SIL was linked to HIV serostatus and to viral load and CD4 cell count .
As noted, we have also found that progression and regression may be linked to
immune status and viral load.
One possible explanation for the linkage of both serostatus and immune status
to malignancies may be that HIV-associated products up-regulate cell
proliferation . Reduction of viral load and restoration of host immunity
thus might retard the progression of these neoplasias.
It is impossible, however, to be certain that the association between the use
of HAART and a less aggressive course of HPV disease is mediated simply by a
reduced HIV viral load that results in less up-regulation of HPV. That HAART
could have a direct antiviral effect on HPV has been suggested as a possibile
explanation of the lack of correlation between decreases in HIV viral load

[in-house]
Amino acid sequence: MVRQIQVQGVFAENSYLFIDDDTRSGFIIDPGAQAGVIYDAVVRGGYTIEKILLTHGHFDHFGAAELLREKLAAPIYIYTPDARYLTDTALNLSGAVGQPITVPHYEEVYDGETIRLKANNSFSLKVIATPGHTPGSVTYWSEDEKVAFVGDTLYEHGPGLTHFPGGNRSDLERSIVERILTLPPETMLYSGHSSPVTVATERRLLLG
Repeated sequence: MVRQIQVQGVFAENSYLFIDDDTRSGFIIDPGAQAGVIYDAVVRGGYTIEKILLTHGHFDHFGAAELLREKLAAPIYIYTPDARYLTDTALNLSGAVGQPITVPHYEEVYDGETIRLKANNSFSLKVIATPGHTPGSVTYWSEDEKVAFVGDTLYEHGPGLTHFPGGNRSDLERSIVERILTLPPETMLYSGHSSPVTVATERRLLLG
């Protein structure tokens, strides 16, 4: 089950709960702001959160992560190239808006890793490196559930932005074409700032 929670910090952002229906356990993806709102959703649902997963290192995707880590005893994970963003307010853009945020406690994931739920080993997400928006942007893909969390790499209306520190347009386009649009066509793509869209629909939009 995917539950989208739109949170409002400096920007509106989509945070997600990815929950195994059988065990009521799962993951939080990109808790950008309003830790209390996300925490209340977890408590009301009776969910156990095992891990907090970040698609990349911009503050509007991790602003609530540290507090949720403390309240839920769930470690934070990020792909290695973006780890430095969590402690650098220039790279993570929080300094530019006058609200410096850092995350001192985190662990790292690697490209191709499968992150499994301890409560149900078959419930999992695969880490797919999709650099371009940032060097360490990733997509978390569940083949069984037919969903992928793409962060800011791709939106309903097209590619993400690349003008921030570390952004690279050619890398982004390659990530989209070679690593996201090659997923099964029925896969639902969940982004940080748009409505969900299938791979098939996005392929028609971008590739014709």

and regression of cytologic abnormalities in women on HAART.
A similar mechanism has been posited as an explanation for the
clearance of HHV-8 in a woman on HAART . The resurgent immune system of
the treated woman might also be better
able to control' HPV infections. Burk has shown a reduced rate of HPV as
women age, even when controlling for the number of lifetime sexual partners
, suggesting that there might be acquired immunity to HPV from past
exposure' . This mechanism has been proposed to explain the loss of
cytomegalovirus (CMV) viremia following HAART therapy, even in the absence of
specific anti-CMV therapy . Similarly, Ahdieh, who reported that the
likelihood of chronic carriage of HPV is linked to immune status, has
suggested that the reversal of immunosuppression possible in the current era
of potent antiretroviral therapy may reduce HPV persistence and consequently
the increased risk for cervical neoplasia' .
If these findings are confirmed, it would suggest that HAART may reduce the
need for colposcopy, biopsy and therapeutic interventions among HIV-infected
women, much as it has been reported by others to reduce the need for
chemoprophylaxis against opportunistic infections . Furthermore, it
underscores the importance of full access to HAART by those for whom it is